Who Should You Have This Conversation With?
Choose the people who are good at providing emotional support. Some people are very practical. They might be able to tell you where to go to get a referral, but they might not have the right skills to provide emotional support. Ask yourself “Who would be a kind and empathetic ear?” it might not be your immediate family or friends. It may be someone outside your close support network that has the right emotional skill set to be there for you.
It’s important to focus on some constructive and proactive things that you can invest in to feel better. So, make sure that you’re reaching out to people that will be optimistic and that will offer you practical guidance and support.
It can be helpful to put some boundaries in place if the person tries to ‘take over’ the conversation or jumps into ‘fixing/solution mode’ before you’re ready. If you’re simply looking for someone to vent to and they start putting forward solutions, it’s okay to let them know “Look, I appreciate what you’re trying to do, but at the moment I’m just looking for someone that can listen to me, I’m not at that point yet. I hope that’s ok?”.
Don’t Take Unhelpful Responses Personally
Not everyone is going to respond in the way that you need. Perhaps you’ve worked up the courage to be vulnerable and the person seems a bit stumped or just brushes you off. If you receive an unhelpful response try not to take it personally. It’s not a reflection on you; your needs are still valid. It may be that it wasn’t the right moment for that person. They may have their own stuff going on, or they just weren’t prepared and that’s ok.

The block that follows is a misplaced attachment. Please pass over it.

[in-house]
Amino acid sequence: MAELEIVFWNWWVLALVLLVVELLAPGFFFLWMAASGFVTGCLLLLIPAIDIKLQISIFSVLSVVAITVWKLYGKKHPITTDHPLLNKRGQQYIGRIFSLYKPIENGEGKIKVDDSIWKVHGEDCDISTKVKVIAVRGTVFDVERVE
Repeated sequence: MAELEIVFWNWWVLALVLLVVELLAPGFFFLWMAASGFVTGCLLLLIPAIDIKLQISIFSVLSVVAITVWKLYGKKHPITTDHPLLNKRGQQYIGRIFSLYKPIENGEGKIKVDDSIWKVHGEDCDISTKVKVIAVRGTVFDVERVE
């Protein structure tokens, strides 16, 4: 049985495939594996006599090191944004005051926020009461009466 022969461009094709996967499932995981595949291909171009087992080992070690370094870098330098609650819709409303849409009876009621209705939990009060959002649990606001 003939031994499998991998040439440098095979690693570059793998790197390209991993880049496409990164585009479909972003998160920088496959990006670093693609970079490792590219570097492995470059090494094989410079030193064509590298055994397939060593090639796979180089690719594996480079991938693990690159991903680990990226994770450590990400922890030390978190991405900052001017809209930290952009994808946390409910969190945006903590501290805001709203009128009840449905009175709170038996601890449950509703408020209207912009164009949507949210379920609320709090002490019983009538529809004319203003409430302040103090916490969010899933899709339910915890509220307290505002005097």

If you don’t get the response that you need the first time around, it’s important to let someone else know that you’re not ok. Don’t stop asking for help until you get the support you need.
Professional Help is Available
Friends may be well-intentioned, but there are times when it’s worth speaking to a professional. Your GP can assess you for a mental health care plan and refer you to a professional counsellor or psychologist. With a GP referral, you will be entitled to Medicare rebates for up to 10 individual and group support sessions a year. People in Victoria subjected to further restrictions can now receive up to 20 sessions of psychological care through Medicare.
Find the Right Fit
It’s important to feel safe and have a good connection with your therapist, so don’t hesitate to look around. Seeing a professional therapist is a service – just like finding a good mechanic or a good hairdresser – you may need to try a few before you find the right one. Don’t worry, therapists won’t take it personally if you don’t come back, they appreciate that a good therapeutic fit is absolutely essential for success.
Let Them Know You Appreciate The Question
Even if you are okay, please let the asker know that you appreciate their concern “I’m ok, but thank you for asking/caring.” How we chose to respond to the genuine RUOK’s makes a big difference in reinforcing and normalising these conversations.
Knowing how to reach out to others and offer support is vital. Equally important, is knowing how to have the courage to ask for help. Not only will being honest about your struggles help you feel better, but it also encourages others to be open, creating opportunities for a deeper connection.